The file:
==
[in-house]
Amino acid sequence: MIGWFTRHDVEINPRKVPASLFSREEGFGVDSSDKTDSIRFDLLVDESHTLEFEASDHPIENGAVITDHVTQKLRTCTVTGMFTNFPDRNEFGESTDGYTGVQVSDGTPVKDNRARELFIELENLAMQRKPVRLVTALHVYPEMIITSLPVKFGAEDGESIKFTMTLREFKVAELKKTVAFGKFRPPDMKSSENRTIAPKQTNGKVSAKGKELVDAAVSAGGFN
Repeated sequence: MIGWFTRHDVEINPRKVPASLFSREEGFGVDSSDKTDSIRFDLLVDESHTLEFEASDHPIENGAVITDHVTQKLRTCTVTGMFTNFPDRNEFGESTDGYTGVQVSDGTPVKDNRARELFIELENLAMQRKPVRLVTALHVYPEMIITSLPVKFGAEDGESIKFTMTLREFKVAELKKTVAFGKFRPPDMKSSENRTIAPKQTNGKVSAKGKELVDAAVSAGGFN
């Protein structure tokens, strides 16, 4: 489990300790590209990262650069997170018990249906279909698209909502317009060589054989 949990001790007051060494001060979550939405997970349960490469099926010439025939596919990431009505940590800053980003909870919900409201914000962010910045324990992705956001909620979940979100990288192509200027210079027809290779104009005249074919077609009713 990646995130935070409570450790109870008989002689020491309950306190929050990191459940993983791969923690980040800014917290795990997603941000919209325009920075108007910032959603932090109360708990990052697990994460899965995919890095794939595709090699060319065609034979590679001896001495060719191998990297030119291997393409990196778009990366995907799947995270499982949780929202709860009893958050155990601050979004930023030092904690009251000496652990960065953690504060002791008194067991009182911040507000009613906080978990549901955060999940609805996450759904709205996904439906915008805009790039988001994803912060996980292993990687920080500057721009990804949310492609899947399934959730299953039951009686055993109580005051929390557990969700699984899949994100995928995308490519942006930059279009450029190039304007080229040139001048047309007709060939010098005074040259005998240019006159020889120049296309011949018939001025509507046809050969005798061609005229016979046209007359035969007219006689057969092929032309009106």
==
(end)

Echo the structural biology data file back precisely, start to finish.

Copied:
[in-house]
Amino acid sequence: MIGWFTRHDVEINPRKVPASLFSREEGFGVDSSDKTDSIRFDLLVDESHTLEFEASDHPIENGAVITDHVTQKLRTCTVTGMFTNFPDRNEFGESTDGYTGVQVSDGTPVKDNRARELFIELENLAMQRKPVRLVTALHVYPEMIITSLPVKFGAEDGESIKFTMTLREFKVAELKKTVAFGKFRPPDMKSSENRTIAPKQTNGKVSAKGKELVDAAVSAGGFN
Repeated sequence: MIGWFTRHDVEINPRKVPASLFSREEGFGVDSSDKTDSIRFDLLVDESHTLEFEASDHPIENGAVITDHVTQKLRTCTVTGMFTNFPDRNEFGESTDGYTGVQVSDGTPVKDNRARELFIELENLAMQRKPVRLVTALHVYPEMIITSLPVKFGAEDGESIKFTMTLREFKVAELKKTVAFGKFRPPDMKSSENRTIAPKQTNGKVSAKGKELVDAAVSAGGFN
């Protein structure tokens, strides 16, 4: 489990300790590209990262650069997170018990249906279909698209909502317009060589054989 949990001790007051060494001060979550939405997970349960490469099926010439025939596919990431009505940590800053980003909870919900409201914000962010910045324990992705956001909620979940979100990288192509200027210079027809290779104009005249074919077609009713 990646995130935070409570450790109870008989002689020491309950306190929050990191459940993983791969923690980040800014917290795990997603941000919209325009920075108007910032959603932090109360708990990052697990994460899965995919890095794939595709090699060319065609034979590679001896001495060719191998990297030119291997393409990196778009990366995907799947995270499982949780929202709860009893958050155990601050979004930023030092904690009251000496652990960065953690504060002791008194067991009182911040507000009613906080978990549901955060999940609805996450759904709205996904439906915008805009790039988001994803912060996980292993990687920080500057721009990804949310492609899947399934959730299953039951009686055993109580005051929390557990969700699984899949994100995928995308490519942006930059279009450029190039304007080229040139001048047309007709060939010098005074040259005998240019006159020889120049296309011949018939001025509507046809050969005798061609005229016979046209007359035969007219006689057969092929032309009106």